From the very first Star Wars-like prologue you see at the beginning of the new Netflix movie Cargo, they are making it very clear for us that the accuracy and logic aren’t really the focus of the movie. Directed by Arati Kadav, Cargo is an odd film that manages to find a connection with you, despite having a huge chunk of its narrative in an alien setup. Cargo uses the texture of a dark humor fantasy to depict a lot of human emotions like loneliness, regret, the purpose of life, etc.
So the story is set in 2027. Rakshas’ and Humans now have a peace treaty and the humans who die on earth are sent to spaceships named Pushpak were their memories will get wiped and will have a rebirth on earth again. Our story is about Prahastha, a Rakshas who has been managing Pushpak 634 for almost 75 years. His lonely mundane life in the spaceship and what all changes happen when they assign an assistant named Yuvishka for him is what we get to see in Cargo.
So the title Cargo is actually what the dead people are called in the movie. All Prahastha do every day is waiting for Cargos and doing the routine procedure of detaching them from their stuff and wiping their memory before sending them back. Finest of films that have explored the idea of being futuristic or future driven have this quality of not being so vocal about the flashy setup. Movies like Blade Runner or even the Netflix series Black Mirror works for you in an internalized way because they are doing a deep dive into the human psyche when the external world becomes totally different from what we know. Even though Cargo is in a more satiric dark humor space, one can’t really ignore the fact that it was also about those characters that we see on screen.
This is Arati Kadav’s first feature film and I must say her imagination is crazy and captivating. These are really flimsy themes that can give a hard time for the viewer to find connect and I feel that’s where the movie sort of scored. Like I mentioned in the beginning, there are these minimal lines in the movie that talks about the regret of characters about the life they lived, the thirst for recognition, and the conflict of all this eventually contributing to the ultimate angst about existence. The detail we get to see here is very interesting. This isn’t a completely absorbing experience as we can sense major emotional shifts are happening in the movie without giving us that feeling of anxiety. But there are so many crafty elements in the making that you tend to ignore these issues.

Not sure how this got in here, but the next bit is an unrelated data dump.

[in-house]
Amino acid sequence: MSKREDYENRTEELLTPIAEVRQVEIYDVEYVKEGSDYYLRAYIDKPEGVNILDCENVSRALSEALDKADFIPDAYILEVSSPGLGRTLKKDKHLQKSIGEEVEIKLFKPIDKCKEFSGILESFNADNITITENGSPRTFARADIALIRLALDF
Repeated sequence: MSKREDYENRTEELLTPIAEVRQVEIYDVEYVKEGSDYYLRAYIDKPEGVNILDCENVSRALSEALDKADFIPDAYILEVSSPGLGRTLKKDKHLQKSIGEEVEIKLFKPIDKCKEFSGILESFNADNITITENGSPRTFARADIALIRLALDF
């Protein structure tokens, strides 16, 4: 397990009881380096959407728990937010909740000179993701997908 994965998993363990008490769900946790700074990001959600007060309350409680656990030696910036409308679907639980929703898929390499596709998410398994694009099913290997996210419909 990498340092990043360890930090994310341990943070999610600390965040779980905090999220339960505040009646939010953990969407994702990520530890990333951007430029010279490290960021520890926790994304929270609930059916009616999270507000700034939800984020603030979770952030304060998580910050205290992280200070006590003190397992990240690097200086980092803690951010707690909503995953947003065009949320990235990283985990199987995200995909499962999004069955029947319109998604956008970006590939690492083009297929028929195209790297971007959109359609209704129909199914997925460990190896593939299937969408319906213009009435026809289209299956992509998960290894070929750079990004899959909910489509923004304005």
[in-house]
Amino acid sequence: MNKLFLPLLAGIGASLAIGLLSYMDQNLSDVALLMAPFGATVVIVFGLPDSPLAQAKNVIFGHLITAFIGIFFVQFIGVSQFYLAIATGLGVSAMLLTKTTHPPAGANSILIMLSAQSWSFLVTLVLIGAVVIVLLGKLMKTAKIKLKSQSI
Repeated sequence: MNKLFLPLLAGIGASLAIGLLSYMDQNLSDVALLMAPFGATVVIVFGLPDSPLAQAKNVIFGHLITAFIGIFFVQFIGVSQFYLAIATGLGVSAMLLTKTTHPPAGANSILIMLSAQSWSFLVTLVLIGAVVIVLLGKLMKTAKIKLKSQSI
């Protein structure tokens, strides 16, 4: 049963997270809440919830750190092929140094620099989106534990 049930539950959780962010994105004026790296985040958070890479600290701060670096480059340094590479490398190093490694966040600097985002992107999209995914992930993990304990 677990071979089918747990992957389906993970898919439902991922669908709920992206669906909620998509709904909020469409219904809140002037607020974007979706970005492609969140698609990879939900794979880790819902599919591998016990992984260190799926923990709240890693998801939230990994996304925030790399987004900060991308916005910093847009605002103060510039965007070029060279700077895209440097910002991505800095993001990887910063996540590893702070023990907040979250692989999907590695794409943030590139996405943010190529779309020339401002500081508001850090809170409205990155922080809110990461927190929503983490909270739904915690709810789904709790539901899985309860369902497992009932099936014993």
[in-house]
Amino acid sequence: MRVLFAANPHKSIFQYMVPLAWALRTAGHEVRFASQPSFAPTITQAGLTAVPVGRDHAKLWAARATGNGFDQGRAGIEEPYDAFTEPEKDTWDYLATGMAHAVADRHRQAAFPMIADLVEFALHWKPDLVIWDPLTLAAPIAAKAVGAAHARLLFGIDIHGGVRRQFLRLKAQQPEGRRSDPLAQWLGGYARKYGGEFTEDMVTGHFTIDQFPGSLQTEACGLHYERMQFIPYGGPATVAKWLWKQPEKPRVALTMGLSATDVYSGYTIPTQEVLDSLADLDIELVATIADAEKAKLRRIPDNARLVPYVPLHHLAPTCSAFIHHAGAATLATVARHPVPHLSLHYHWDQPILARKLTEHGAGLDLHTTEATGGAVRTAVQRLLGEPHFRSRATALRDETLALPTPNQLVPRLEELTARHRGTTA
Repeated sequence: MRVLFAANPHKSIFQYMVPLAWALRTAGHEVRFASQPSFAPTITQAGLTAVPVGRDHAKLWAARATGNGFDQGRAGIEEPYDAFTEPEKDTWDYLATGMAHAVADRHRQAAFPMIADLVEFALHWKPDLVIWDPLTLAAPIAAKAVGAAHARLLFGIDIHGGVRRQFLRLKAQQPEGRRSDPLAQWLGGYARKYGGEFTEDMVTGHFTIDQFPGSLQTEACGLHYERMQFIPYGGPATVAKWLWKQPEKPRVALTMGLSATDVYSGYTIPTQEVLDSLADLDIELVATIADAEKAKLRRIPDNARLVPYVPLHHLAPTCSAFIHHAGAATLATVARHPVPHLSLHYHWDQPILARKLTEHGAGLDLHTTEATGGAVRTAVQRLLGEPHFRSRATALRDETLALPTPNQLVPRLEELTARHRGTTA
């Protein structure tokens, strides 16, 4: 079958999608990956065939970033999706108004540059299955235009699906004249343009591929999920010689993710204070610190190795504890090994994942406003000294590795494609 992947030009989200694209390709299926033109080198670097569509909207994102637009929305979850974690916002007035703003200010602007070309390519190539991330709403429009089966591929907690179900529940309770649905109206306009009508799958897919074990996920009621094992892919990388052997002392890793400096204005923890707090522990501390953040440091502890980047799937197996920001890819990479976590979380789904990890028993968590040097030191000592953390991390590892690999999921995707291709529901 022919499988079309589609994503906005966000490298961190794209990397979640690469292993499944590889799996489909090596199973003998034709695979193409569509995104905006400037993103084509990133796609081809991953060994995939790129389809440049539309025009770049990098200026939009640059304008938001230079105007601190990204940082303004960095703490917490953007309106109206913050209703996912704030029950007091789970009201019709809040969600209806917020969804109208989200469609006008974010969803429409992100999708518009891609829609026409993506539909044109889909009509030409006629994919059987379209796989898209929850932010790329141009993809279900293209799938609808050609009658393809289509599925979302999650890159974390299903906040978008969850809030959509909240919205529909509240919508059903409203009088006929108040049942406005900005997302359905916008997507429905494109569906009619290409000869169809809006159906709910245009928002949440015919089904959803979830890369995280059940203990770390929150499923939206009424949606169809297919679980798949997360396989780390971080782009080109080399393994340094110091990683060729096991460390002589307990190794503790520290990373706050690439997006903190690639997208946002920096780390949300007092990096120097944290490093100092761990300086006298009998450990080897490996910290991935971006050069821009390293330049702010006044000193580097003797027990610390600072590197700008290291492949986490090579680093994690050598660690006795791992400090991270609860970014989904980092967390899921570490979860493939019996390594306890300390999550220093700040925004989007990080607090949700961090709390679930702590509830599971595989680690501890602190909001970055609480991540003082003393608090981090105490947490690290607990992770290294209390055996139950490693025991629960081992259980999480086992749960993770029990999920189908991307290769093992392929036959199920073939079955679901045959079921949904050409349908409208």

The production design is extremely minimal here and yet it feels sufficient. We are given this idea that Prahastha is a man whose thoughts are outdated and have that socializing issue within him. And the spaceship he has been managing is an embodiment of that. The screens, buttons, and every element in that set feels like from the era of Black and White Television. The cinematography largely uses static visuals to go in sync with the tempo of the movie and the cuts were also keeping it on that calmer tone. The emotional dilemma they face when some Cargos reach them are the points where the movie is expressing itself. Cargo also sheds light on how red taping will have its part in this particular scenario.
Coming to the performances, there isn’t too much here to talk about. Both Vikrant Massey and Shweta Tripathi are proven actors with some fabulous works in their respective filmography. Massey as the extremely introverted old school letter writing Prahastha is very convincing. The restricted body language and the voice modulation sort of makes you believe that this guy was there in that spaceship for almost 75 years. Shweta Tripathi’s character Yuvishka is somewhat the opposite. She has followers in social media, she is talking about her everyday activity, she wants to do something of her own, and that energy and the vulnerable moments in this journey were portrayed neatly by her. Nandu Madhav as Nitigya sir was a lovely character nobody will forget at the end of this movie. Some wonderful cameos are there from Konkona Sen Sharma, Biswapati Sarkar, Rohan Shah, Ritwik Bowmik, etc.
There is this Ted Talk-like scene at the beginning of the movie where a Rakshas is holding the talk and he shows how the demonized visual representation of the Rakshas has changed drastically. And in one scene Nitigya sir says that gender discrimination is now a criminal offense on Earth. Moments like this made me like the concept of Cargo and I will be looking forward to Arati Kadav’s future films just like the way I anticipate the movies of Rohith VS. Polishing is required, but the vision they have is pure and original.
Cargo uses the texture of a dark humor fantasy to depict a lot of human emotions like loneliness, regret, the purpose of life, etc.
Green: Recommended Film
Orange: Okay, Watchable, Experimental Films
Red: Not Recommended